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US, Russia agree on need for diplomacy on Ukraine, Kerry says

Secretary of State John Kerry, left, shook hands with Russian Foreign Minister Sergey Lavrov before their meeting at the Russian Ambassador's residence in Paris.

Jacquelyn Martin/Associated Press

Secretary of State John Kerry, left, shook hands with Russian Foreign Minister Sergey Lavrov before their meeting at the Russian Ambassador's residence in Paris.

PARIS — U.S. Secretary of State John Kerry said Sunday night the United States and Russia agree on the need for a diplomatic solution for Ukraine but he stressed the Russian troop buildup along the border is not helpful.

Kerry stressed that Ukraine would have to be at the table for negotiations. And he said the Russian troop buildup along the border is creating a climate of fear and intimidation in Ukraine.

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He noted that even though the troops are still on Russian soil, they create a negative atmosphere.

‘‘The question is not one of right or legality,’’ he said. ‘‘The question is one of strategic appropriateness and whether it’s smart at this moment of time to have troops massed on the border.’’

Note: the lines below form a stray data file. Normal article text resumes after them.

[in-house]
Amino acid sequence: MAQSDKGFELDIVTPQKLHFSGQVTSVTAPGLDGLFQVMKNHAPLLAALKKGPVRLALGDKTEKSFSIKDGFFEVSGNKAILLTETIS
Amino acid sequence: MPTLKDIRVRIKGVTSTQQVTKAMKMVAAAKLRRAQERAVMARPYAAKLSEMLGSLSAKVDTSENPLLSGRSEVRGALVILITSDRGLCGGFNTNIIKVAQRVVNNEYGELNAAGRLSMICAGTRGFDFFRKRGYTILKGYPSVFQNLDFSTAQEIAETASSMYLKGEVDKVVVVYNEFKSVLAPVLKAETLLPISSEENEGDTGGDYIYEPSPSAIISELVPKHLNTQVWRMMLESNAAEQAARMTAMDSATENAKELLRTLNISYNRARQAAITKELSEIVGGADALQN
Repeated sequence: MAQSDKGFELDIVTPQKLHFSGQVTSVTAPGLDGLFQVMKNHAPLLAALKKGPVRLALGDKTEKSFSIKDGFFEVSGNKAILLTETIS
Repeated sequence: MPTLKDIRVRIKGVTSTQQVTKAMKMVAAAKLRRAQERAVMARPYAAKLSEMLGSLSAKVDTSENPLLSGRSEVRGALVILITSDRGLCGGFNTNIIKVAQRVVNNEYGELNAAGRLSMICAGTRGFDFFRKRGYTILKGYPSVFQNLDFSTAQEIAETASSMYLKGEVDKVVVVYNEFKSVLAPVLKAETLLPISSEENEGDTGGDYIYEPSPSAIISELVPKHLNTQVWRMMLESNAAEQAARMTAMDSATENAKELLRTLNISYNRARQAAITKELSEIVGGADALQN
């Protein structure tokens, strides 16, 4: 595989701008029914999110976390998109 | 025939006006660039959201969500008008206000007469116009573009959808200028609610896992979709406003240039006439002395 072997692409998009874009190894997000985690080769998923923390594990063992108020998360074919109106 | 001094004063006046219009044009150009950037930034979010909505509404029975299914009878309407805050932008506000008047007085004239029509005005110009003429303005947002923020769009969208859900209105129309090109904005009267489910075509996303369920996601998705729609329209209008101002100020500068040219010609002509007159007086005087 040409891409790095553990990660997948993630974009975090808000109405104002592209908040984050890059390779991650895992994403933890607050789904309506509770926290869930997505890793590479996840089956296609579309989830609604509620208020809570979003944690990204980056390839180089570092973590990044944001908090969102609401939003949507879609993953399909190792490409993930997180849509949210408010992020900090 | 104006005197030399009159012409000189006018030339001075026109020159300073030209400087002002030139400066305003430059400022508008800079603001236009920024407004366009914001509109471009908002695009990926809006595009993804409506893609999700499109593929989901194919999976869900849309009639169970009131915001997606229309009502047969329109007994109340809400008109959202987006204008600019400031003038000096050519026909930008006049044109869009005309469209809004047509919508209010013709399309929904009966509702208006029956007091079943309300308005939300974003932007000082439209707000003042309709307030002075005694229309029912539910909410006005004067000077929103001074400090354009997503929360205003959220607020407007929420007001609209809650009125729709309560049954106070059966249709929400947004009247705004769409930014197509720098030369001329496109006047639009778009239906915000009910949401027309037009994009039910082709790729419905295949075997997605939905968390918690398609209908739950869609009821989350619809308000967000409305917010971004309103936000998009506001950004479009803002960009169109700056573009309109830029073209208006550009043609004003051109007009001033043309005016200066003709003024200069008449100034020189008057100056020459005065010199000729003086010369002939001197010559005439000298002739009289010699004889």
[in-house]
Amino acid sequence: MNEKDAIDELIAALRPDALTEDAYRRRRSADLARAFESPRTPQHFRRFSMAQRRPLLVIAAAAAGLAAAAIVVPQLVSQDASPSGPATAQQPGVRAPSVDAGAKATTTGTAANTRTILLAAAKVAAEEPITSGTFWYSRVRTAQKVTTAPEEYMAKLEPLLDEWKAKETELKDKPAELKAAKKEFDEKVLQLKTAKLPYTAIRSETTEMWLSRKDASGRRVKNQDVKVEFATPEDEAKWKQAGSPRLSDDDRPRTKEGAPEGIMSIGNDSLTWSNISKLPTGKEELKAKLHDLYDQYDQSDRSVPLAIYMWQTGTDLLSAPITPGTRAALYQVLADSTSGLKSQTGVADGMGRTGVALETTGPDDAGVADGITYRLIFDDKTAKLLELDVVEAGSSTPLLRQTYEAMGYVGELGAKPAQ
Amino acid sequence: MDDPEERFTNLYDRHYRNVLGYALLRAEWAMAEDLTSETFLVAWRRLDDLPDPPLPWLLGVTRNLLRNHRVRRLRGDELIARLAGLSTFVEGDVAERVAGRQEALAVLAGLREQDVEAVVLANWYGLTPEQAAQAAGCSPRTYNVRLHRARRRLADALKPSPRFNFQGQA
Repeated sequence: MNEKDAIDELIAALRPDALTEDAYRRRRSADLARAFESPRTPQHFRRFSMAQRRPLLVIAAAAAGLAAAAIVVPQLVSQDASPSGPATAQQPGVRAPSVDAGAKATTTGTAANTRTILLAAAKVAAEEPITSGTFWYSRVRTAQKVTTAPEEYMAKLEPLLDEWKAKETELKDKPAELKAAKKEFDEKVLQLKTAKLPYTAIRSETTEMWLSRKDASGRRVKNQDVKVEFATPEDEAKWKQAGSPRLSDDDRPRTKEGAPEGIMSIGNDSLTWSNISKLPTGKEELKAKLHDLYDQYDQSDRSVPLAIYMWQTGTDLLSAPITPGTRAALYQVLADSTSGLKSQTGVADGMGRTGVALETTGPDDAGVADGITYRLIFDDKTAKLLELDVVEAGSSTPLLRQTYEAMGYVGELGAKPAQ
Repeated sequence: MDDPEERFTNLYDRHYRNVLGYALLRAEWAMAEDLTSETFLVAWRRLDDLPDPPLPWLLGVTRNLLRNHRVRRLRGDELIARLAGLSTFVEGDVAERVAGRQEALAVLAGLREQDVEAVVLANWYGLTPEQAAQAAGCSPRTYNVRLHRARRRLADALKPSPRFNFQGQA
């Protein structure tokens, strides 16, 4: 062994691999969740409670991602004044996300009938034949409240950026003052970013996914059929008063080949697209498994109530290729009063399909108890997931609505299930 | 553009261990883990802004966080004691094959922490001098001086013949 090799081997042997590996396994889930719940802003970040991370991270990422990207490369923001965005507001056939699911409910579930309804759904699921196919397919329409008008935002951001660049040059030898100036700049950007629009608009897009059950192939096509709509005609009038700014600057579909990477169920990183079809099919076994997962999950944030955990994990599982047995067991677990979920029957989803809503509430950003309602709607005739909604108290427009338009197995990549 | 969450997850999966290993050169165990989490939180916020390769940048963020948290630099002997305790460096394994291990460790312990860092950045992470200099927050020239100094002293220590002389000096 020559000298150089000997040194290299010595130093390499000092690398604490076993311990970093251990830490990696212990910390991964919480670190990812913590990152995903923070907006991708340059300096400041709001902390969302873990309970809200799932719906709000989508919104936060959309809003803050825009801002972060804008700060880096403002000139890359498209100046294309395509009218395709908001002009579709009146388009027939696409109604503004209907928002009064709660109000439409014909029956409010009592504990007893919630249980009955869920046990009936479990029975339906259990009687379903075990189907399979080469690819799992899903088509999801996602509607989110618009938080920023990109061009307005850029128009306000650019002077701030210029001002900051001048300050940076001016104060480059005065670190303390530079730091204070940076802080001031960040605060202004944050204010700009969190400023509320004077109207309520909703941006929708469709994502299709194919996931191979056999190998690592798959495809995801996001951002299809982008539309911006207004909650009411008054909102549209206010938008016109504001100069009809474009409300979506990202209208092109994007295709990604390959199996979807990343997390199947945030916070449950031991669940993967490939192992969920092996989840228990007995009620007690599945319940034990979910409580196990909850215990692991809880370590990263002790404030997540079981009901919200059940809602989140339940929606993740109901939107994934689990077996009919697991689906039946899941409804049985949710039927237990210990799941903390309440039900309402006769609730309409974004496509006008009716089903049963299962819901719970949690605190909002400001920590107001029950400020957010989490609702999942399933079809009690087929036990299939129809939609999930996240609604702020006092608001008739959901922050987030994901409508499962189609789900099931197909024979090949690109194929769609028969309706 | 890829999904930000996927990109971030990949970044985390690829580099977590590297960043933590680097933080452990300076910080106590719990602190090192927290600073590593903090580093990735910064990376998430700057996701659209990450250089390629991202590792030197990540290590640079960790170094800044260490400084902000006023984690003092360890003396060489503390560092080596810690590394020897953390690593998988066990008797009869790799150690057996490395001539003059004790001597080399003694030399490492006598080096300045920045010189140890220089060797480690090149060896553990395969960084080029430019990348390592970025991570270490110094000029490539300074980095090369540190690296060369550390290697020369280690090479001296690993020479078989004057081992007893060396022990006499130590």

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Kerry said Ukraine must make the decision about a Russian proposal of federalization of Ukraine.

‘‘It is not up to us to make any decision or agreement regarding federalization. It is up to Ukrainians.’’

Kerry made the comments after a lengthy meeting with Russian Foreign Minister Sergei Lavrov at the residence of the Russian ambassador to France to go over Moscow’s response to a U.S. plan to de-escalate the situation.

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— Russia’s foreign minister says Ukraine can’t function as a ‘‘unified state’’ and should be a loose federation of regions that choose their own economic model, language and religion.

Lavrov said at a separate briefing that he and Kerry discussed the possibility of a federated Ukrainian state at ‘‘very, very constructive’’ talks.

He said he and Kerry agreed to work with the Ukrainian government to improve rights for Russian-speaking Ukrainians and disarming ‘‘irregular forces and provocateurs.’’

The talks are part of broader diplomatic efforts to defuse the crisis in Ukraine after protests drove out a pro-Russian president and Russia annexed the Crimean peninsula in response.

Associated Press writer Angela Charlton contributed to this report.

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